Cuba's health ministry said in a statement today that public health workers are battling a cholera outbreak in the capital city Havana that was detected on Jan 6 and has so far sickened at least 51 people, Reuters reported today. The statement said the outbreak started in the Cerro municipality and spread to other parts of the metro. Health officials speaking off the record told Reuters that there are hundreds of suspected cases and that the first cases were linked to a baseball game in Cerro where they suspect contaminated pork sandwiches or soda were served. So far no tourists have been reported to be infected. The public response has included making departing transporation passengers sterilize their shoes before leaving town and inspecting and sometimes closing eateries. Three Havana hospitals have been set up to handle cholera cases. A health ministry official told Reuters that more chlorine has been added to the water supply, though there is no sign that it is contaminated. Rumors have spread about dozens of fatalities, but so far there has only been one, officials said. A cholera outbreak struck the eastern part of Cuba last summer, which was the country’s first in more in more than a century. More reports of infections, including in Havana, started cropping up again in early December after flooding in parts of the country in the wake of Hurricane Sandy.
Jan 15 Reuters story
Related Dec 27, 2012, CIDRAP News item
UK norovirus cases start to ebb
Norovirus in Britain reached 4,407 cases through the first week of this year, with 175 new cases confirmed, the UK Health Protection Agency (HPA) said today. The total cases so far this season are up 56% from this time last year, when the country had 2,828 cases. The weekly number, however, is down from 257 during the previous week. "This shows the unpredictability of the norovirus season where the number of confirmed cases rises and falls. However, there will still be new cases arising before the season ends," the HPA said in its weekly update. Hospital outbreaks, however, rose to 39 in the most current 2 weeks, compared with 33 during the previous fortnight. All told the country has had 728 such outbreaks this season. Officials are urging people who have gastrointestinal symptoms common in norovirus infections to phone their physicians rather than visit a healthcare center and risk spreading the disease.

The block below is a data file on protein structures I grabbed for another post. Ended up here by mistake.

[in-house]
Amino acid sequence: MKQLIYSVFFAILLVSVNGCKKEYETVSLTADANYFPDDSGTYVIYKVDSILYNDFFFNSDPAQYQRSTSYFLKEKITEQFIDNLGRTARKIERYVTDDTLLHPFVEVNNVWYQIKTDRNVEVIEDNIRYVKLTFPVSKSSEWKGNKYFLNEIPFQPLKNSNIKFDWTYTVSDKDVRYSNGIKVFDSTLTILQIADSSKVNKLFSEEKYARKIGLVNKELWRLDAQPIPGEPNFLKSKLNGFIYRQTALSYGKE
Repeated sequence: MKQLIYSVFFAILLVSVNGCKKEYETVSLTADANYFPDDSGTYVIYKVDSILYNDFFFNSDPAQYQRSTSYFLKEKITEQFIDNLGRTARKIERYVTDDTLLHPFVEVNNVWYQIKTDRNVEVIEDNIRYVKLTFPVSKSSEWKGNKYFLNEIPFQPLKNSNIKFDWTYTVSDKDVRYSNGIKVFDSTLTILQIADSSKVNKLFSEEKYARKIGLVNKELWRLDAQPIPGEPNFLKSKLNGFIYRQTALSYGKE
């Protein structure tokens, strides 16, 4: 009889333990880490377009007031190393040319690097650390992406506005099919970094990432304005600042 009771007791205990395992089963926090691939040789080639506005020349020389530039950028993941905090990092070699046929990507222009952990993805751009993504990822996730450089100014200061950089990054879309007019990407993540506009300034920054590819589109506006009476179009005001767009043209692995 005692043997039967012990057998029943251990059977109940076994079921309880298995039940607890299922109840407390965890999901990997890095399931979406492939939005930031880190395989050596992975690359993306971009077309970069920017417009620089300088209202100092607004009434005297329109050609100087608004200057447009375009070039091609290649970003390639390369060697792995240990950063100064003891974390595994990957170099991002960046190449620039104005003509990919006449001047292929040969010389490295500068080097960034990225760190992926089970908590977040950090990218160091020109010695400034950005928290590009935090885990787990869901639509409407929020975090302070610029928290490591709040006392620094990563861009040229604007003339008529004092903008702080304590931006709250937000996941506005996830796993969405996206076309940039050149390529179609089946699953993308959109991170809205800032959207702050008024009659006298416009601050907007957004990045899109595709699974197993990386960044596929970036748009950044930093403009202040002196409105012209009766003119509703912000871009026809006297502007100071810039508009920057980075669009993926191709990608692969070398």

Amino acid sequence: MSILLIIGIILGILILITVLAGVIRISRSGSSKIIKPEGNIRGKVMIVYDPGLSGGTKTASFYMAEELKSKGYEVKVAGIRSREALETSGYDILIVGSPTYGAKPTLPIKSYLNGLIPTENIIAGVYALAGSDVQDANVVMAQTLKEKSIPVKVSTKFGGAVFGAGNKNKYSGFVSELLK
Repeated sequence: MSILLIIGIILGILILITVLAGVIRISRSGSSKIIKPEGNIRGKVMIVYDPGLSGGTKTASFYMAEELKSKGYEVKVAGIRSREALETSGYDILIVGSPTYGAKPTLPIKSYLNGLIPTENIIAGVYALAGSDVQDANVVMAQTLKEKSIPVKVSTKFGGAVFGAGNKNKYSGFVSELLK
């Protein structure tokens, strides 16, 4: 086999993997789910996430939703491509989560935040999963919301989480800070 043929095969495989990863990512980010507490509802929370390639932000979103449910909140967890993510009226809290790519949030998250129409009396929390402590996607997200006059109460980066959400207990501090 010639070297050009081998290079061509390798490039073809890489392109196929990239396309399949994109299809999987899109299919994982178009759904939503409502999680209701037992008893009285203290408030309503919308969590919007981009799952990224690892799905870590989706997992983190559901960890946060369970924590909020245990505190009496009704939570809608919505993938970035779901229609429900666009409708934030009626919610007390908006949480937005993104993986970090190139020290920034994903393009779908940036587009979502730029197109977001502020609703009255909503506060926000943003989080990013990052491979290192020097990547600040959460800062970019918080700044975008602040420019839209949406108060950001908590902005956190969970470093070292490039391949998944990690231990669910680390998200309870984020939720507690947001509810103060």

Jan 15 HPA update
Coccidioidomycosis in US military members holds steady
More than 400 active military members in the southwestern United States have contracted coccidioidomycosis in the past 13 years, with those of Asian or Pacific Island descent having markedly higher rates, according to a report in the current Medical Surveillance Monthly Report (MSMR). Researchers analyzed data from 1999 through 2011. They said the 483 cases of the disease, which is caused by inhalation of Coccidioides species of fungi, amounted to a rate of 2.69 cases per 100,000 person-years. The rate has held relatively steady, according to the report. About 12 % of all diagnoses were extrapulmonary, involving such areas as the skin, skeleton, or central nervous system. Asians and Pacific Islanders had an infection rate more than five times higher than white service members, and a rate of extrapulmonary cases more than 10 times higher. Also, those older than 40 and male also had higher rates than younger and female members. The report discusses possible prevention steps, including personal protective equipment during high-risk exercises.
December MSMR report